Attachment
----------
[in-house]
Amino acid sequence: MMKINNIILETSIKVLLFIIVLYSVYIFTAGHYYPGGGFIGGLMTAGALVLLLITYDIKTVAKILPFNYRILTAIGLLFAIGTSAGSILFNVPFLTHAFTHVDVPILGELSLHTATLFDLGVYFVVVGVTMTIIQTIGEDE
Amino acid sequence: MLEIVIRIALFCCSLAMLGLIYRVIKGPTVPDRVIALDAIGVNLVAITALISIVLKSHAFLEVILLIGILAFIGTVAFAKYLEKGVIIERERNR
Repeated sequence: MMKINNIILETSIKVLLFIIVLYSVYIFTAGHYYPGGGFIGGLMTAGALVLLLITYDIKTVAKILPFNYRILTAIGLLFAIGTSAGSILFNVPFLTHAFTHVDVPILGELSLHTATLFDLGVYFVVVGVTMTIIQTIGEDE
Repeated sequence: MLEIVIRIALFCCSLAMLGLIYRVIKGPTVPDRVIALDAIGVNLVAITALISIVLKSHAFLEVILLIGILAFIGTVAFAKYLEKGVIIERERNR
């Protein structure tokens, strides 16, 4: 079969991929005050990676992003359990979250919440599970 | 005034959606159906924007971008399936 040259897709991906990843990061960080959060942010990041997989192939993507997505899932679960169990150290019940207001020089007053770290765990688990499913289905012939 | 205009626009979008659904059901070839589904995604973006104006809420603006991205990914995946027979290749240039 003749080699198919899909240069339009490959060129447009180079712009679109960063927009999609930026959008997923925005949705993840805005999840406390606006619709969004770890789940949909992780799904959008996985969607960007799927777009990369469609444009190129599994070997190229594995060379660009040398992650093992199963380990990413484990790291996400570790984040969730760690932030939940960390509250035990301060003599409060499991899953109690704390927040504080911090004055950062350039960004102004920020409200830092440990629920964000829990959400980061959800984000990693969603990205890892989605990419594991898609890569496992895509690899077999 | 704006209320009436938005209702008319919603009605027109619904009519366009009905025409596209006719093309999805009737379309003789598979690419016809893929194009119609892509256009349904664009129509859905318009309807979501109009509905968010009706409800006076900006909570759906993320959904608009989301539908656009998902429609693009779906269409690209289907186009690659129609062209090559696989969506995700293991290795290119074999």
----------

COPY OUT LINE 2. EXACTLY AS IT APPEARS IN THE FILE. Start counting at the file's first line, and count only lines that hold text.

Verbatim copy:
Amino acid sequence: MMKINNIILETSIKVLLFIIVLYSVYIFTAGHYYPGGGFIGGLMTAGALVLLLITYDIKTVAKILPFNYRILTAIGLLFAIGTSAGSILFNVPFLTHAFTHVDVPILGELSLHTATLFDLGVYFVVVGVTMTIIQTIGEDE